The government of Queensland in Australia has granted a mining license to an India-based mining company to dig the country's largest coal mine — a move that draws criticism amid a severe coral bleaching episode of the Great Barrier Reef.
Three licenses issued on April 3 by Queensland premier Annastacia Palaszczuk had allowed mining firm Adani to extract coal in the Galilee Basin of the state through a projected Carmichael coal mine.
The plan, estimated to lead to huge coal exports to India, will entail expanding an Abbot Point port adjacent to the Great Barrier Reef to accommodate greater traffic - something feared to release plumes from debris and soil over the reef and exacerbate its current ecosystem damage.
Environmentalists also warned against the consequences of mining and burning coal in the area, which will produce huge carbon dioxide emissions and worsen the current state of the reef.
In a statement, Australian Conservation Foundation CEO Kelly O'Shanassy calls the approval "grossly irresponsible" and warned that it will create millions of tons of pollution in the coming decades.
"By granting a license for this massive coal mine the Palaszczuk government is bowing to the demands of big polluters, not listening to the needs of the people," laments O'Shanassy, who cited the bleaching currently suffered by a thousand-kilometer reef stretch in the Barrier Reef due to extremely warm sea temperatures.
An aerial survey in March revealed that the northern region of the biggest reef system in the world is affected by the worst coral bleaching incident so far, affecting about 500 coral reefs spanning from Papua New Guinea to Cairns. A whopping 95 percent are considered severely bleached, with the bleak situation feared to endanger the Great Barrier Reef's world heritage status.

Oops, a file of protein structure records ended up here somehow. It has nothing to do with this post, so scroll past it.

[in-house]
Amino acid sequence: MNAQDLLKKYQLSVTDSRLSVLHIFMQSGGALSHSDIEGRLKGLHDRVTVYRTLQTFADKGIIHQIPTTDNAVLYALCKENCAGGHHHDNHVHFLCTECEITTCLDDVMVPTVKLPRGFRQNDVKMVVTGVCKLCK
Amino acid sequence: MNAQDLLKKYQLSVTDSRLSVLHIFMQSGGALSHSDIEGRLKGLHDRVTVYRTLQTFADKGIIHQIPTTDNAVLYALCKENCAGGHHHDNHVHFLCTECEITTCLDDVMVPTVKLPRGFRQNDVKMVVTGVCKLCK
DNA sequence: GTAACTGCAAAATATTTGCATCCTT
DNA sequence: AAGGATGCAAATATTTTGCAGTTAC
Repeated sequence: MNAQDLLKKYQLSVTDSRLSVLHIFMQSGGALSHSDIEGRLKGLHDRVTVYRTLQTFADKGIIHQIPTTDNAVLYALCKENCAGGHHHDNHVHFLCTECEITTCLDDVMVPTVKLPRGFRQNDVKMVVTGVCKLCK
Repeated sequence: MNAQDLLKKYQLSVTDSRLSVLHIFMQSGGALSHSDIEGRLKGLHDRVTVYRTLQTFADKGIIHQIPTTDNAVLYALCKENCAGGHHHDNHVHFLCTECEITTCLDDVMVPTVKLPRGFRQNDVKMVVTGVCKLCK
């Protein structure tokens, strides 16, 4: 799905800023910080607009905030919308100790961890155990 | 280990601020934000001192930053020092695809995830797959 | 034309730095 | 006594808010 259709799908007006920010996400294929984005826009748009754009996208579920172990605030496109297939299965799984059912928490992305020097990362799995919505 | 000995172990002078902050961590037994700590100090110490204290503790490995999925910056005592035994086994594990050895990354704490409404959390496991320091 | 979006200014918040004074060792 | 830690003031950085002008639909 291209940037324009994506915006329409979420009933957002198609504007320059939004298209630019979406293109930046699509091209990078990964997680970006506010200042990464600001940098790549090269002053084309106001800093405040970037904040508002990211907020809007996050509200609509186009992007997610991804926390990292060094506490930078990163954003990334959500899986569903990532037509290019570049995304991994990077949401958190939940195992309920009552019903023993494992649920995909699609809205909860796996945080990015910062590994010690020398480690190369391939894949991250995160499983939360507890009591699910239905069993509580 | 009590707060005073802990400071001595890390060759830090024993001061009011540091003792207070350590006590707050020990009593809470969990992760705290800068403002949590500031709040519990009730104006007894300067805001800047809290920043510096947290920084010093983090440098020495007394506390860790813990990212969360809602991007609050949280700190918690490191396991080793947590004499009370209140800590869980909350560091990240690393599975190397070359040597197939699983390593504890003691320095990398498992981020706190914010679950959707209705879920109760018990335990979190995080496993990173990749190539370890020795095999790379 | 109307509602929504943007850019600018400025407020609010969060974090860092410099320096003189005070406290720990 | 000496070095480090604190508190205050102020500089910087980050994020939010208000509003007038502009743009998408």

Dr. Steven Miles, environment minister of Queensland, pinpoints the need to "reduce as many pressures" on the reef system as possible. In this call that came five days after the government issued the mining licenses, Miles dubbed the latest bleaching event a "wake-up call" from climate change.
Miles calls for reducing emissions and ensuring clean water for the corals to minimize stress on the reef, which is a massive economic and tourism draw bringing in $6 billion to the Queensland economy and supporting 70,000 jobs.
Queensland Greens Senator Larissa Waters implies that Miles' statement is contrary to the reality that the Carmichael mine will bring about.
"[It] would generate 4.7 billion tonnes of climate pollution and requires mass dredging on the reef's coastline which will worsen water quality and rip up seagrass beds," she says in a Sydney Morning Herald report.
Photo: Paul Toogood | Flickr